Dwyane Wade's Advice to Dorell Wright Will Revive Warriors' Offense

Michael DixonAnalyst IIIJanuary 12, 2012

OAKLAND, CA - JANUARY 24:  Dorell Wright #1 of the Golden State Warriors smiles during their game against the San Antonio Spurs at Oracle Arena on January 24, 2011 in Oakland, California.  NOTE TO USER: User expressly acknowledges and agrees that, by downloading and or using this photograph, User is consenting to the terms and conditions of the Getty Images License Agreement.  (Photo by Ezra Shaw/Getty Images)
Ezra Shaw/Getty Images

If the Heat want to know why they didn't beat the Warriors on Tuesday night, they don't need to look away from their own locker room.

Dwyane Wade told the Golden State Warriors' Dorell Wright to shoot more and be more selfish. That not only helped the Warriors beat the Heat, but it's going to cause a revival in the team's struggling offense. 

According to Rusty Simmons of the San Francisco Chronicle, Wade told Wright to shoot more to find a groove. Perhaps he should have given that advice after the game, as no Warrior made the amount of clutch shots that Wright made at the end of the game. Still, this is deeper than one game. 

The Warriors have struggled to find an offensive rhythm all year. The game against the Heat was the first time they scored 100 points, and overtime was needed for that. But the Warriors also had limited production from Wright. With Wright shooting, space will be cleared for Monta Ellis and when he returns, Stephen Curry to bring in 20 a night with no problem. 

If the defenses focus on shutting down Ellis and Curry, then Wright will be there to burn them all night. He's a strong shooter and when he follows Wade's advice, the shooting ability will only get better. Wade said as much himself to Simmons. 

He isn't getting his shots. When you're a shooter, and you're getting one shot every 15 minutes, you're out of rhythm.

What's better for the Warriors is that this will also have a tremendous impact on the team, not just Wright's numbers. Through the opening nine games of the season, the Warriors are 3-6, while opponents are averaging just over 97 points a game.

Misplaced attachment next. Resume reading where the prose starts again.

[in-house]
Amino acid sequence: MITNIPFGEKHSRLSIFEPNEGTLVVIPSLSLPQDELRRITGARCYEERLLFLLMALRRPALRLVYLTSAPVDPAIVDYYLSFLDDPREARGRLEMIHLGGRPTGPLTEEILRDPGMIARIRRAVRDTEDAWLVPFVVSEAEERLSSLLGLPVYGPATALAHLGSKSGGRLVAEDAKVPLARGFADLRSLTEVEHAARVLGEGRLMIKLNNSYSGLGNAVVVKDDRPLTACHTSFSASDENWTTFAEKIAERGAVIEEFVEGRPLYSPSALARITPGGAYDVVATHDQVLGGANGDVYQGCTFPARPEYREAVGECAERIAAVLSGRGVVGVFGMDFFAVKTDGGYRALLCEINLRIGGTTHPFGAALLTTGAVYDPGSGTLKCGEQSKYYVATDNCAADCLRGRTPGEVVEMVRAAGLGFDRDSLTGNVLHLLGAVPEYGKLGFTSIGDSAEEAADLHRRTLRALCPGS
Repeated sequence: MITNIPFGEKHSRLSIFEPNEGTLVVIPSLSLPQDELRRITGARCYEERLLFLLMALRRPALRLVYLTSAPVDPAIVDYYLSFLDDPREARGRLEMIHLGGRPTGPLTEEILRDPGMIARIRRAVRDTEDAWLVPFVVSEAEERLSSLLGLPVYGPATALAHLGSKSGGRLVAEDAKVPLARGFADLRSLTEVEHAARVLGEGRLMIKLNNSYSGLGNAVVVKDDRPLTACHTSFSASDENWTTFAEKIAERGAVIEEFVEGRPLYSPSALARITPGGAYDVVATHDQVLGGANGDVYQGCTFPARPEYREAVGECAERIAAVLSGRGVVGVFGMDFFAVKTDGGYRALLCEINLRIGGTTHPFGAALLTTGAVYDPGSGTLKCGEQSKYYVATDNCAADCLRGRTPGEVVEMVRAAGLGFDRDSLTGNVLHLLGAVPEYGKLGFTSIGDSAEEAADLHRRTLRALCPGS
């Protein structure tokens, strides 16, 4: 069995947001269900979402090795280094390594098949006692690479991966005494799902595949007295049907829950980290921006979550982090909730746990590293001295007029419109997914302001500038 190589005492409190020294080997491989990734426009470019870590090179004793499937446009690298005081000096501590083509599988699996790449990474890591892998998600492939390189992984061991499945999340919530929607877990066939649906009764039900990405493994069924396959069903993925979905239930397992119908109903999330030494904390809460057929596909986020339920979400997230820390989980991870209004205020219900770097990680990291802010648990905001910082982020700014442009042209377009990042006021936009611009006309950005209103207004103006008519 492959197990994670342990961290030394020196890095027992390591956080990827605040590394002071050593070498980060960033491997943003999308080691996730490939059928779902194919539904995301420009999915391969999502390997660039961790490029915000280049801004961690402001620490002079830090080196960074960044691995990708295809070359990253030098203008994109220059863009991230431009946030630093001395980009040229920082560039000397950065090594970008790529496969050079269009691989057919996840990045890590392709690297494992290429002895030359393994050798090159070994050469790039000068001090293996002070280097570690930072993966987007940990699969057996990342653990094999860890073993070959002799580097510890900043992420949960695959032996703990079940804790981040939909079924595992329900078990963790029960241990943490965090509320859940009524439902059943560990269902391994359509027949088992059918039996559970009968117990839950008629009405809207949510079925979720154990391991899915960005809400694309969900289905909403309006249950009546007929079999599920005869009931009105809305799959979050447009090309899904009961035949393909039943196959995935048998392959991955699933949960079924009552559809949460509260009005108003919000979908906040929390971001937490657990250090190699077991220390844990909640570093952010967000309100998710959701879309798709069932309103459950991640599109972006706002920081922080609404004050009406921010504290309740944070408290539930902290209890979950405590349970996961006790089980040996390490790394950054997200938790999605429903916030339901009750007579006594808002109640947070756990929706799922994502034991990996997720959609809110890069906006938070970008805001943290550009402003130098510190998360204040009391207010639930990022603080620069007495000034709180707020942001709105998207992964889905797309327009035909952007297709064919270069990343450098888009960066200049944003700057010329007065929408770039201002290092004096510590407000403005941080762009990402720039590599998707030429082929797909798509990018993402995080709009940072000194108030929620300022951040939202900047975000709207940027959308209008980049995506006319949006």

On the one hand, that looks bad. It's 24th in the league. But a season ago, if the Warriors allowed fewer than 100 points a night for the first nine games, their record would look a lot better. It's not this year because they haven't gotten consistent scoring. 

With Wright shooting more, that's going to change. Ellis will be freed up to drive to the basket. When he's not, Wright will be sitting at the three-point line to bury the other team all game long. 

And it gets better. 

Wright shooting more will not only improve the offense, but it won't hurt the defense in doing so. The Warriors have allowed too many points in past years because they don't focus on defense. They were basically focused more on getting a good offensive play than anything else.

That's changing under Mark Jackson, but it's come partially at the expense of the offense. 

With Wright shooting, they will have the complete team needed to make a serious run at the playoffs. A 3-6 start can be overcome, and the Western Conference is wide open.

It would also give the Warriors a stable foundation for future years. They would have the complete package of players needed to make the team complete for a long time. And they're still young. 

When the Warriors start scoring more points and winning games, they can thank Dwyane Wade for it. His advice to a former teammate is going to be a nice trigger for a better basketball team.